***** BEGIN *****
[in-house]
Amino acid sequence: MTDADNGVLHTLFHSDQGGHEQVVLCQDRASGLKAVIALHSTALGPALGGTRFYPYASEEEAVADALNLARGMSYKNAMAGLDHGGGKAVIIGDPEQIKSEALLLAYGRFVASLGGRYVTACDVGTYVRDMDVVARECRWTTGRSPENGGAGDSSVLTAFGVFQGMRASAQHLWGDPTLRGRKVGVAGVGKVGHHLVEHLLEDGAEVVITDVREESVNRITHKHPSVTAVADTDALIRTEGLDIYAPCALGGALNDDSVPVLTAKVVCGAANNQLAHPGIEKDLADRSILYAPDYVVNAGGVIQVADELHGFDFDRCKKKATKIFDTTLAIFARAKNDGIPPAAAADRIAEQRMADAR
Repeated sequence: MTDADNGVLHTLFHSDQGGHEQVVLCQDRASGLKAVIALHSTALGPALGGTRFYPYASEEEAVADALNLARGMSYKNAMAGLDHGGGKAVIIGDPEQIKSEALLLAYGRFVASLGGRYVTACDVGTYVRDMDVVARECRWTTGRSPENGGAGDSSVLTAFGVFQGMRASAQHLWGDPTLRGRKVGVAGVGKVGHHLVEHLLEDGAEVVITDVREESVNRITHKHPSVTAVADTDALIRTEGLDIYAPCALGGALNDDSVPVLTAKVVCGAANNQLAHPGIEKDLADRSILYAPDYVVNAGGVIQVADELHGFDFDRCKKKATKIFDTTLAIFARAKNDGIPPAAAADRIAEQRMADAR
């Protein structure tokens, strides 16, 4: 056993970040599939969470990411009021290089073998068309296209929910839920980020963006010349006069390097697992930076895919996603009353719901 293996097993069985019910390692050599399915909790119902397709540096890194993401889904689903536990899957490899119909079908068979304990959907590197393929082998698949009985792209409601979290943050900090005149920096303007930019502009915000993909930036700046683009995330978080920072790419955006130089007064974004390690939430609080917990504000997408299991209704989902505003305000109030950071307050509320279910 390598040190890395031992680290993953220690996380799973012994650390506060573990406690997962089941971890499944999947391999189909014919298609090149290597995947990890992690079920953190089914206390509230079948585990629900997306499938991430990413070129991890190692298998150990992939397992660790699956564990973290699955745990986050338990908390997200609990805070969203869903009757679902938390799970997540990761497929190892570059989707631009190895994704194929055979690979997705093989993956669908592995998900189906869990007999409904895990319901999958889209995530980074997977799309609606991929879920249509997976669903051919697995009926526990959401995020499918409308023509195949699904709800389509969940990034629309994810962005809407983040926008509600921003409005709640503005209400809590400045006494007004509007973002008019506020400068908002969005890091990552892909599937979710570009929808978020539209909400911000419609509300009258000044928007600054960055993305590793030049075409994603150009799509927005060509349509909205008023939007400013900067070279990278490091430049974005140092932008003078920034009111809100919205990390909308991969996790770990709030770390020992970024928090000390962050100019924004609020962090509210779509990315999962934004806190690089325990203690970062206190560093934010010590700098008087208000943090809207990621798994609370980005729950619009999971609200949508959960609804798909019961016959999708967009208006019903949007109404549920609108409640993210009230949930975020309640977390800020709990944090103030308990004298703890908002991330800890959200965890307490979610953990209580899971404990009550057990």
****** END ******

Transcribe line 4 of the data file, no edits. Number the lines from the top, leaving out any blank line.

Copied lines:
């Protein structure tokens, strides 16, 4: 056993970040599939969470990411009021290089073998068309296209929910839920980020963006010349006069390097697992930076895919996603009353719901 293996097993069985019910390692050599399915909790119902397709540096890194993401889904689903536990899957490899119909079908068979304990959907590197393929082998698949009985792209409601979290943050900090005149920096303007930019502009915000993909930036700046683009995330978080920072790419955006130089007064974004390690939430609080917990504000997408299991209704989902505003305000109030950071307050509320279910 390598040190890395031992680290993953220690996380799973012994650390506060573990406690997962089941971890499944999947391999189909014919298609090149290597995947990890992690079920953190089914206390509230079948585990629900997306499938991430990413070129991890190692298998150990992939397992660790699956564990973290699955745990986050338990908390997200609990805070969203869903009757679902938390799970997540990761497929190892570059989707631009190895994704194929055979690979997705093989993956669908592995998900189906869990007999409904895990319901999958889209995530980074997977799309609606991929879920249509997976669903051919697995009926526990959401995020499918409308023509195949699904709800389509969940990034629309994810962005809407983040926008509600921003409005709640503005209400809590400045006494007004509007973002008019506020400068908002969005890091990552892909599937979710570009929808978020539209909400911000419609509300009258000044928007600054960055993305590793030049075409994603150009799509927005060509349509909205008023939007400013900067070279990278490091430049974005140092932008003078920034009111809100919205990390909308991969996790770990709030770390020992970024928090000390962050100019924004609020962090509210779509990315999962934004806190690089325990203690970062206190560093934010010590700098008087208000943090809207990621798994609370980005729950619009999971609200949508959960609804798909019961016959999708967009208006019903949007109404549920609108409640993210009230949930975020309640977390800020709990944090103030308990004298703890908002991330800890959200965890307490979610953990209580899971404990009550057990």